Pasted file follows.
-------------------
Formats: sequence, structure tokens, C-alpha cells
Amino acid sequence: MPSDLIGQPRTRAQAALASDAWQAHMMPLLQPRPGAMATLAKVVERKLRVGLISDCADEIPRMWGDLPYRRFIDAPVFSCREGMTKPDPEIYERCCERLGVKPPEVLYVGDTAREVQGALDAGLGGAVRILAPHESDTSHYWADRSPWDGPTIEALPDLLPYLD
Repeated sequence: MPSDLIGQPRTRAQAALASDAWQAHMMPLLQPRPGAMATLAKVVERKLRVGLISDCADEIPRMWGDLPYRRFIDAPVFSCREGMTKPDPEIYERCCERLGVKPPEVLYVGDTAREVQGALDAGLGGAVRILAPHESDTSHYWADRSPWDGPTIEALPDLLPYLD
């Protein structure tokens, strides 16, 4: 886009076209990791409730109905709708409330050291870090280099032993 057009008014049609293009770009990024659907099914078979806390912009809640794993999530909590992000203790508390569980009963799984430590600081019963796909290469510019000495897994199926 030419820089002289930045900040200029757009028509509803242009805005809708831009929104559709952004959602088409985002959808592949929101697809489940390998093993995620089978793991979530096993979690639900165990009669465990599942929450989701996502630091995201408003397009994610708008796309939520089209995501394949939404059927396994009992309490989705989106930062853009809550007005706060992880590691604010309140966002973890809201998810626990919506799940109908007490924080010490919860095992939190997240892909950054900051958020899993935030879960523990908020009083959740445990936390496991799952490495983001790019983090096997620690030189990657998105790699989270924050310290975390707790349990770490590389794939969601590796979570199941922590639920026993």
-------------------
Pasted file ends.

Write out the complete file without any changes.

Formats: sequence, structure tokens, C-alpha cells
Amino acid sequence: MPSDLIGQPRTRAQAALASDAWQAHMMPLLQPRPGAMATLAKVVERKLRVGLISDCADEIPRMWGDLPYRRFIDAPVFSCREGMTKPDPEIYERCCERLGVKPPEVLYVGDTAREVQGALDAGLGGAVRILAPHESDTSHYWADRSPWDGPTIEALPDLLPYLD
Repeated sequence: MPSDLIGQPRTRAQAALASDAWQAHMMPLLQPRPGAMATLAKVVERKLRVGLISDCADEIPRMWGDLPYRRFIDAPVFSCREGMTKPDPEIYERCCERLGVKPPEVLYVGDTAREVQGALDAGLGGAVRILAPHESDTSHYWADRSPWDGPTIEALPDLLPYLD
């Protein structure tokens, strides 16, 4: 886009076209990791409730109905709708409330050291870090280099032993 057009008014049609293009770009990024659907099914078979806390912009809640794993999530909590992000203790508390569980009963799984430590600081019963796909290469510019000495897994199926 030419820089002289930045900040200029757009028509509803242009805005809708831009929104559709952004959602088409985002959808592949929101697809489940390998093993995620089978793991979530096993979690639900165990009669465990599942929450989701996502630091995201408003397009994610708008796309939520089209995501394949939404059927396994009992309490989705989106930062853009809550007005706060992880590691604010309140966002973890809201998810626990919506799940109908007490924080010490919860095992939190997240892909950054900051958020899993935030879960523990908020009083959740445990936390496991799952490495983001790019983090096997620690030189990657998105790699989270924050310290975390707790349990770490590389794939969601590796979570199941922590639920026993």